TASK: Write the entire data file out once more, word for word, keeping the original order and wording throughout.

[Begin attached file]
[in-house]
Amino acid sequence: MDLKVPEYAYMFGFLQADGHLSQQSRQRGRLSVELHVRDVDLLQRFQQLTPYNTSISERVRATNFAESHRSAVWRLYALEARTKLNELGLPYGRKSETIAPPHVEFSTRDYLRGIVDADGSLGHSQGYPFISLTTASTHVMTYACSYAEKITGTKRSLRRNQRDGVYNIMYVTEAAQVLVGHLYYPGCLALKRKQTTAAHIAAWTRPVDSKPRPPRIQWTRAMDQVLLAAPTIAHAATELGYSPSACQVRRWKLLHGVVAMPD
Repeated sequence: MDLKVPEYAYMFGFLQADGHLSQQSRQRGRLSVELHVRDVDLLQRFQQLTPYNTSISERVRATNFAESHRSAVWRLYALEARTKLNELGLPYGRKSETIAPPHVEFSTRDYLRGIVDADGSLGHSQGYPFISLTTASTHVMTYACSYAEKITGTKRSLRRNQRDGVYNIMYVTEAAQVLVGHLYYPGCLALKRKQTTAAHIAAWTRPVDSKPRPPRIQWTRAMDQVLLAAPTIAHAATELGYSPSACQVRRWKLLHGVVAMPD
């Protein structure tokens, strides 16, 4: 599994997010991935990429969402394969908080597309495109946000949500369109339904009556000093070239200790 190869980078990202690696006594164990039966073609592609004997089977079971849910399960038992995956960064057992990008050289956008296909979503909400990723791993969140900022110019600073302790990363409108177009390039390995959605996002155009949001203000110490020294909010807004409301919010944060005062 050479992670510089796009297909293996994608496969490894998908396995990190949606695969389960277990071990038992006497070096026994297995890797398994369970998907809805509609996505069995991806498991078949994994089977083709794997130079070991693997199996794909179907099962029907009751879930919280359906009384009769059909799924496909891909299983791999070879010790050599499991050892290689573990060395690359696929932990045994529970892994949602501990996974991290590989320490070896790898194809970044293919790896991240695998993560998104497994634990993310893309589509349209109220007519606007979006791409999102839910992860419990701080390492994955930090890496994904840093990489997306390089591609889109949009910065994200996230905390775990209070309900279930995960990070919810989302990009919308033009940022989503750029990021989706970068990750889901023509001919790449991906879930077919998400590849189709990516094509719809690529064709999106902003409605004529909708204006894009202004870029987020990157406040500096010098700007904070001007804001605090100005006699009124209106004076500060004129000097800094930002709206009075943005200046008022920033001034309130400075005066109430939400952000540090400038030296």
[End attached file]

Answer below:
[in-house]
Amino acid sequence: MDLKVPEYAYMFGFLQADGHLSQQSRQRGRLSVELHVRDVDLLQRFQQLTPYNTSISERVRATNFAESHRSAVWRLYALEARTKLNELGLPYGRKSETIAPPHVEFSTRDYLRGIVDADGSLGHSQGYPFISLTTASTHVMTYACSYAEKITGTKRSLRRNQRDGVYNIMYVTEAAQVLVGHLYYPGCLALKRKQTTAAHIAAWTRPVDSKPRPPRIQWTRAMDQVLLAAPTIAHAATELGYSPSACQVRRWKLLHGVVAMPD
Repeated sequence: MDLKVPEYAYMFGFLQADGHLSQQSRQRGRLSVELHVRDVDLLQRFQQLTPYNTSISERVRATNFAESHRSAVWRLYALEARTKLNELGLPYGRKSETIAPPHVEFSTRDYLRGIVDADGSLGHSQGYPFISLTTASTHVMTYACSYAEKITGTKRSLRRNQRDGVYNIMYVTEAAQVLVGHLYYPGCLALKRKQTTAAHIAAWTRPVDSKPRPPRIQWTRAMDQVLLAAPTIAHAATELGYSPSACQVRRWKLLHGVVAMPD
């Protein structure tokens, strides 16, 4: 599994997010991935990429969402394969908080597309495109946000949500369109339904009556000093070239200790 190869980078990202690696006594164990039966073609592609004997089977079971849910399960038992995956960064057992990008050289956008296909979503909400990723791993969140900022110019600073302790990363409108177009390039390995959605996002155009949001203000110490020294909010807004409301919010944060005062 050479992670510089796009297909293996994608496969490894998908396995990190949606695969389960277990071990038992006497070096026994297995890797398994369970998907809805509609996505069995991806498991078949994994089977083709794997130079070991693997199996794909179907099962029907009751879930919280359906009384009769059909799924496909891909299983791999070879010790050599499991050892290689573990060395690359696929932990045994529970892994949602501990996974991290590989320490070896790898194809970044293919790896991240695998993560998104497994634990993310893309589509349209109220007519606007979006791409999102839910992860419990701080390492994955930090890496994904840093990489997306390089591609889109949009910065994200996230905390775990209070309900279930995960990070919810989302990009919308033009940022989503750029990021989706970068990750889901023509001919790449991906879930077919998400590849189709990516094509719809690529064709999106902003409605004529909708204006894009202004870029987020990157406040500096010098700007904070001007804001605090100005006699009124209106004076500060004129000097800094930002709206009075943005200046008022920033001034309130400075005066109430939400952000540090400038030296």